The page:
Three reminders for 2024

By Debra Slabber, Portfolio Specialist Director at Morningstar South Africa

I always like to start a new year reflecting on the last, especially taking stock of the lessons I learned. The article below unpacks three reminders that stood out to me in 2023 from a market and investing perspective:

  1. Short-term predictions add little value
  2. Returns are often earned in a short amount of time
  3. Volatility is a bad indicator of risk
  1. Short-term predictions add little value

Investors came into 2023 on high alert for a potential recession and scars from 2022’s brutal sell off in both bond and equity markets. At the end of 2022, The Financial Times published an article1 that stated that 85% of economists predicted that there would be some form of recession in 2023. The recession hasn’t materialized, and the US economy continues to show resilience. The more interesting prediction came from Wall Street strategists who predicted the first negative year in stock markets since the 2000’s (Exhibit 1 below).

These types of predictions are often off by a wide margin and the only value in market strategist forecasts is that they show the wide dispersion of outcomes that are possible. Investors are best served following Warren Buffett’s advice on forecasts: “We have long felt that the only value of stock forecasters is to make fortunetellers look good.”

It is very hard (or rather, impossible) to accurately predict what will happen on the macro side and how markets will react based on that.

Nervous investors who decided to hide in cash because most economists were predicting a recession and Wall Street predicted a negative year for stock markets, would have missed out on roughly 10%2  (in USD terms) from a return perspective in 2023.

  1. Returns are often earned in a short amount of time

Historical evidence demonstrates that returns are often earned in a short amount of time. As illustrated below (in Exhibits 2 and 3) over the 88 years from 1936 through 2023, the S&P 500 returned 10.65% (annualized). If we were to remove the returns of the highest-returning 88 months, the return of the remaining 968 months would be virtually zero. The remaining 986 months provided an average annual return of -0.26%. The best 88 months (just 8.3% of the months) provided an average annual return of more than 100% of the annualized return over the full period.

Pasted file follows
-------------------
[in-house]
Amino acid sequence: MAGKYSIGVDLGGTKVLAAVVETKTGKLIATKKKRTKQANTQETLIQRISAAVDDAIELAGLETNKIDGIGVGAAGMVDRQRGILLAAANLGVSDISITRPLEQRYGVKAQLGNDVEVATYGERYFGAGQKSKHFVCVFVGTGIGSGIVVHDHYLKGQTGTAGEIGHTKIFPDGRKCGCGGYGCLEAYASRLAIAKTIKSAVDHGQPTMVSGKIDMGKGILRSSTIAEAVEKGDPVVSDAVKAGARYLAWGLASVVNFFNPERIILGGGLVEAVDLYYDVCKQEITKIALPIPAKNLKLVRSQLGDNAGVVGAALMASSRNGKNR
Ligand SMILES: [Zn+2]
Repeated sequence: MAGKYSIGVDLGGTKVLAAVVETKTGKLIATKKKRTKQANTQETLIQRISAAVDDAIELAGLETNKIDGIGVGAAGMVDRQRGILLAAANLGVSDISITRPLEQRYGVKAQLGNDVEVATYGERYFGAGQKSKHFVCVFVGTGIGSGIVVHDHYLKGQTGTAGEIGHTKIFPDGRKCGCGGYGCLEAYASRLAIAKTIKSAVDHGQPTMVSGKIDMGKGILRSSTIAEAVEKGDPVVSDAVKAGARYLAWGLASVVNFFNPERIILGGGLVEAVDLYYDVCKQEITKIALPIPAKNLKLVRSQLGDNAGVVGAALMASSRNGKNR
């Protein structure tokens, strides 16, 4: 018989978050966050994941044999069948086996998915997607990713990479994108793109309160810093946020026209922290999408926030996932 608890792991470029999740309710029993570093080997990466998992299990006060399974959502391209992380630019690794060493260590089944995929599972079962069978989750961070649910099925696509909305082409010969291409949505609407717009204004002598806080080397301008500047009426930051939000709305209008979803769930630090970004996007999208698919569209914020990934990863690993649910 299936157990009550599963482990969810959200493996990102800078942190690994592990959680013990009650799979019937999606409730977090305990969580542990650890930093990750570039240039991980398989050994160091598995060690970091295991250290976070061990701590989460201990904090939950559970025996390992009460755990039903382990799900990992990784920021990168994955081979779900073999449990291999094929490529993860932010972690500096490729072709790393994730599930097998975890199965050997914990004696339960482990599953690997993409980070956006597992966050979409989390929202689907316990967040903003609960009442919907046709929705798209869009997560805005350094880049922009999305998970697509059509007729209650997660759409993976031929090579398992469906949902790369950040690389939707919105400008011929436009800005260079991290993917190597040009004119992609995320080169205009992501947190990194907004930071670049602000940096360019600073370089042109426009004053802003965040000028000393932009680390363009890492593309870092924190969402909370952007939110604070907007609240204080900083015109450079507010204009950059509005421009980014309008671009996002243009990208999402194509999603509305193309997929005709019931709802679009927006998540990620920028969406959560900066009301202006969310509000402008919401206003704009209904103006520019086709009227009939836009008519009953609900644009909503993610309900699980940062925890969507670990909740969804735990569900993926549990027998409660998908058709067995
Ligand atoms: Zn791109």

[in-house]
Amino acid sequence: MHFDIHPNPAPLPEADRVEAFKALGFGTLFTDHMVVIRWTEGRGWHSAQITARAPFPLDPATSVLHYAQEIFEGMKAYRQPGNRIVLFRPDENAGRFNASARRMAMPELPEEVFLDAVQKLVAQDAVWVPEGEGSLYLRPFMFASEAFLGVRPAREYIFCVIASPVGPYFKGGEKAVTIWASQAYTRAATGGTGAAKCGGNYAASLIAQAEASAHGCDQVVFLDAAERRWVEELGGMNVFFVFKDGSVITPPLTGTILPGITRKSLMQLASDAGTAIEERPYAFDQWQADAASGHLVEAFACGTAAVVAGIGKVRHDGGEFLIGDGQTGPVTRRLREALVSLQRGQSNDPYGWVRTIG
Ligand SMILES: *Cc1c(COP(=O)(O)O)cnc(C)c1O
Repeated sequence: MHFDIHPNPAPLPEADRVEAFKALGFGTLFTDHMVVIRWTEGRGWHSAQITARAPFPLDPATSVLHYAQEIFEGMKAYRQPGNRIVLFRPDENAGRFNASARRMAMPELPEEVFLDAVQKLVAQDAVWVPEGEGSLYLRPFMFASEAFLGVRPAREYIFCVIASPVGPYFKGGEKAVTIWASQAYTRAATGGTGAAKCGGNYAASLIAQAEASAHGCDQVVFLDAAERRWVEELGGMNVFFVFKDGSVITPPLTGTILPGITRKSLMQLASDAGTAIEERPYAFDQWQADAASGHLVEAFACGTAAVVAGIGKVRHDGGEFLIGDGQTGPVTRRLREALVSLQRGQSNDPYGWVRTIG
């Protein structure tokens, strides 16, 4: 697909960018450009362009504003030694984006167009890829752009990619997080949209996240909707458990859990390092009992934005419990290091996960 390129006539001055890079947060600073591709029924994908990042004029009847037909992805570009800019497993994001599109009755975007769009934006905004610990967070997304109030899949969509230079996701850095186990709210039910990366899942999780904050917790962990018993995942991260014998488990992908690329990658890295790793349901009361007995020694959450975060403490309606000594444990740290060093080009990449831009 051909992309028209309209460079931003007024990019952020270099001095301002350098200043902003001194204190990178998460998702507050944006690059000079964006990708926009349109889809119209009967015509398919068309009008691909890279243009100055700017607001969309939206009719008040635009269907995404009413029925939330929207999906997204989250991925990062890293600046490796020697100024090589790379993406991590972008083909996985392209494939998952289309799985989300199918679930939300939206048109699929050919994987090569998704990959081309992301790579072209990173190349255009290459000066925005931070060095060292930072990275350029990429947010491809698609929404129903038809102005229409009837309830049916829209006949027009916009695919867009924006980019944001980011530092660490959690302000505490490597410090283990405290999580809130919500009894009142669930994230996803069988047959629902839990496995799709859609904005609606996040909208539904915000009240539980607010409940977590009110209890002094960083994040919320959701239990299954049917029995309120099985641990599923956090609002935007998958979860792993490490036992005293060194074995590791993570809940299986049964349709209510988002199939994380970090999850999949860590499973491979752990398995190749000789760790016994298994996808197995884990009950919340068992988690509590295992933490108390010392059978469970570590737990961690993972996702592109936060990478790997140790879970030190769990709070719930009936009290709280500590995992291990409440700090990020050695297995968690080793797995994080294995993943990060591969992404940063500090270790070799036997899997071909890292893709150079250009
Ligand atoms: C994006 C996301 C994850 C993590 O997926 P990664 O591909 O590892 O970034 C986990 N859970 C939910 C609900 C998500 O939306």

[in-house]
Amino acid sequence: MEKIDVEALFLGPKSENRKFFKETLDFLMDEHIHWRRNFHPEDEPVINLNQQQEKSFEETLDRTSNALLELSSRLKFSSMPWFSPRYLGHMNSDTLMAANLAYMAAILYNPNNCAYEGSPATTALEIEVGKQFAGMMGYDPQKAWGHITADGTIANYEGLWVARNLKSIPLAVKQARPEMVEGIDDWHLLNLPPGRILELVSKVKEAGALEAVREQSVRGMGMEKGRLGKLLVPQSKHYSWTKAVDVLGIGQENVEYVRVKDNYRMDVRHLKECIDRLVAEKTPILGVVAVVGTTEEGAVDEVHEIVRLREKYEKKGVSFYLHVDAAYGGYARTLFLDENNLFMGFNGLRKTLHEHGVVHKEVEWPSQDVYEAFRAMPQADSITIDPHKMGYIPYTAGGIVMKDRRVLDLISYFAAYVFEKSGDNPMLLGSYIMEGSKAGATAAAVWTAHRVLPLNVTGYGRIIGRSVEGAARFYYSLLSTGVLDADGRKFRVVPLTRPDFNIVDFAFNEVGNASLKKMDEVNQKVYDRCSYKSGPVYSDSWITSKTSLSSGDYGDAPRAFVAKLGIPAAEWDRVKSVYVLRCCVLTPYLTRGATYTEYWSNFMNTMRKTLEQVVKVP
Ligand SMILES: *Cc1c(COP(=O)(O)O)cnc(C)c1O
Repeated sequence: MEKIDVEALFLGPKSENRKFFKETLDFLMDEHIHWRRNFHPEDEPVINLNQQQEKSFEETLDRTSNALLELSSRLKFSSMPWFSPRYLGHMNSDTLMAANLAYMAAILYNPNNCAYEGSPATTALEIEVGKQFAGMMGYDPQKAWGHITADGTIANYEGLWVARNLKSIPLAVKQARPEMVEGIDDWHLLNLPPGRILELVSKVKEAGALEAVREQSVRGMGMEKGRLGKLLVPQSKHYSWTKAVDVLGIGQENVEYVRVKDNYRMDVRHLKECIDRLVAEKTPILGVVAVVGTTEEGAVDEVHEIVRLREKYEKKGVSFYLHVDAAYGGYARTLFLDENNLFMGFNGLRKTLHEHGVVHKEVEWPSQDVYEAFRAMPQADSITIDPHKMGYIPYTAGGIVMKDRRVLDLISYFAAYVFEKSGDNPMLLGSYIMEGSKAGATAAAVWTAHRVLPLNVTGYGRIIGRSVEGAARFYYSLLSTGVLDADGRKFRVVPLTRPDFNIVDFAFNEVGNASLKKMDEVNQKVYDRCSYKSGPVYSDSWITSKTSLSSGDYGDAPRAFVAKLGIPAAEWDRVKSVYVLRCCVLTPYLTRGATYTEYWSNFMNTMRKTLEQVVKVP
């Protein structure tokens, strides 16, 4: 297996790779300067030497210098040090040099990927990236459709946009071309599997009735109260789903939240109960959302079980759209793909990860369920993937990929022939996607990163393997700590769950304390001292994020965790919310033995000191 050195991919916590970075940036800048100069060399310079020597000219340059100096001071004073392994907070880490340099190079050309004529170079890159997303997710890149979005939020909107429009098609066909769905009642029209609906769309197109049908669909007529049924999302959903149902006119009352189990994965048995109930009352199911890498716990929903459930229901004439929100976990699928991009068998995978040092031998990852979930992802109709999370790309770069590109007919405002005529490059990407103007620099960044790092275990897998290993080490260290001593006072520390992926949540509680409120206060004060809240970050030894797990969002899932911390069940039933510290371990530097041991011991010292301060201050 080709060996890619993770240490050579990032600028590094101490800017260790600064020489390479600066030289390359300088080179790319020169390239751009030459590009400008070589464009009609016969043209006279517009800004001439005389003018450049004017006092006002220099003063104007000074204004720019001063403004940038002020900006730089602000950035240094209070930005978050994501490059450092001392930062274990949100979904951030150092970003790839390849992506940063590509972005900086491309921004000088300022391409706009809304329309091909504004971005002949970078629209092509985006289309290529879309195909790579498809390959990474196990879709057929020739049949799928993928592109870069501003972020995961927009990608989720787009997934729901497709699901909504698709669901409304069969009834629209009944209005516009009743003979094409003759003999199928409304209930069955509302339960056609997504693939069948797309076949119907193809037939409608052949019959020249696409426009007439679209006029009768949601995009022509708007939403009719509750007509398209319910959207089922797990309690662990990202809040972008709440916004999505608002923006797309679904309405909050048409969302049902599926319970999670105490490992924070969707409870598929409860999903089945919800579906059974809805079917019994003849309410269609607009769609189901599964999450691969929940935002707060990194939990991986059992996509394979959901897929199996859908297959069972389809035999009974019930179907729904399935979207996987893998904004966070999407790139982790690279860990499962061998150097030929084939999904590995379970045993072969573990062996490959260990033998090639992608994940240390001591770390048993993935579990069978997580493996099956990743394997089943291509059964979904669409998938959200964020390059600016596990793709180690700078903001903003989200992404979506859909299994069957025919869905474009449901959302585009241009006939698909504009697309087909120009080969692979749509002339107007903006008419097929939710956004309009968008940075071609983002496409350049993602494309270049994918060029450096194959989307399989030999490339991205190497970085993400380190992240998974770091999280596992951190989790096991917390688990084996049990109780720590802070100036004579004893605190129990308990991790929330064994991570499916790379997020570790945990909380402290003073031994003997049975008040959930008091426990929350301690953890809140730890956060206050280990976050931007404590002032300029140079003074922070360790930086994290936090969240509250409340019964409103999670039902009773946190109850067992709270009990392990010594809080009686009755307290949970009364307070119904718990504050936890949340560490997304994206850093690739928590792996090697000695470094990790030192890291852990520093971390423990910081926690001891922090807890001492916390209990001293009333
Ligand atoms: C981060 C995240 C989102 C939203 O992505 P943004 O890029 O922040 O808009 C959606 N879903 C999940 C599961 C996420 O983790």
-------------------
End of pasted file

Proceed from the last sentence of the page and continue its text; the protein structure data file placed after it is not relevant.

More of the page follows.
This lesson goes hand in hand with the reminder that time in the market is superior to timing the market, to remain invested through the good and the bad times and that investors should avoid the temptation of chasing performance.

  1. Volatility is a bad indicator of risk

Today, stock market volatility is extremely low. As shown by Exhibit 4 below, volatility is at pre pandemic levels. Does that mean that there is less risk in the market than at the height of the Covid sell-off? Most certainly not.

Investment risk is often counterintuitive and appears contrary to market perception. For example, often when an asset’s price decreases, most investors assume it’s a riskier investment, which actually makes it less risky. The opposite is also true. Volatility normally increases as the market becomes fearful and this normally coincides with valuations falling.

Today volatility is low, coupled with valuations that are trading well above long-term averages (particularly in the US market and its large technology companies).

Many factors could be influencing the market’s relative calmness at the moment. Inflation has moderated somewhat, with labour market strength also playing a key role. The unemployment rate hovers near five-decade lows and wage growth remains above historical averages. Despite aggressive interest rate hikes last year, consumer spending remains strong. Some may argue that investors are complacent as economic data could be weakening, but so far, the resilience of the economy is supporting lower market volatility.

Today the list of known risks is daunting. Upcoming elections globally and locally, a potential resurgence in inflation, US debt, a collapse in the Chinese economy, geopolitical issues, a weak Rand, loadshedding, trade wars, and the list goes on…Even though the collection of concerns is frightening it’s worth remembering that not every risk requires a whole new portfolio to survive its possible realisation. A well-constructed and diversified portfolio should weather external shocks fairly well.

Remember that there are always more things that can go wrong than what will go wrong and, in the words of Carl Richards, “risk is what is left after you think you have thought of everything”. So, bottom line – volatility is not an accurate indicator of risk.

In conclusion

  • Don’t be tempted by short-term forecasts, they rarely work out as predicted.
  • Returns don’t happen linearly and for successful long-term wealth creation you must remain invested.
  • Risk is very counterintuitive. It’s often the opposite of what the market tells you. Risk is often deceptive and hidden – the riskiness of an investment is only tested in a negative environment. As Warren Buffett once said, “Only when the tide goes out do you discover who’s been swimming naked”. Think of risk as what you don’t know.

Trying to chase performance can be extremely harmful to an investor’s returns over the long term. It’s rare (if not impossible), even for professionals, to consistently time investments in and out of the market over time. In addition, one needs to consider the costs of trading funds, which is likely to only make matters worse.

A well-diversified portfolio that is designed to meet your investment goals whilst remaining within your risk tolerance is a far better solution, and much likelier to result in long-term investment success than trying to buy yesterday’s winners.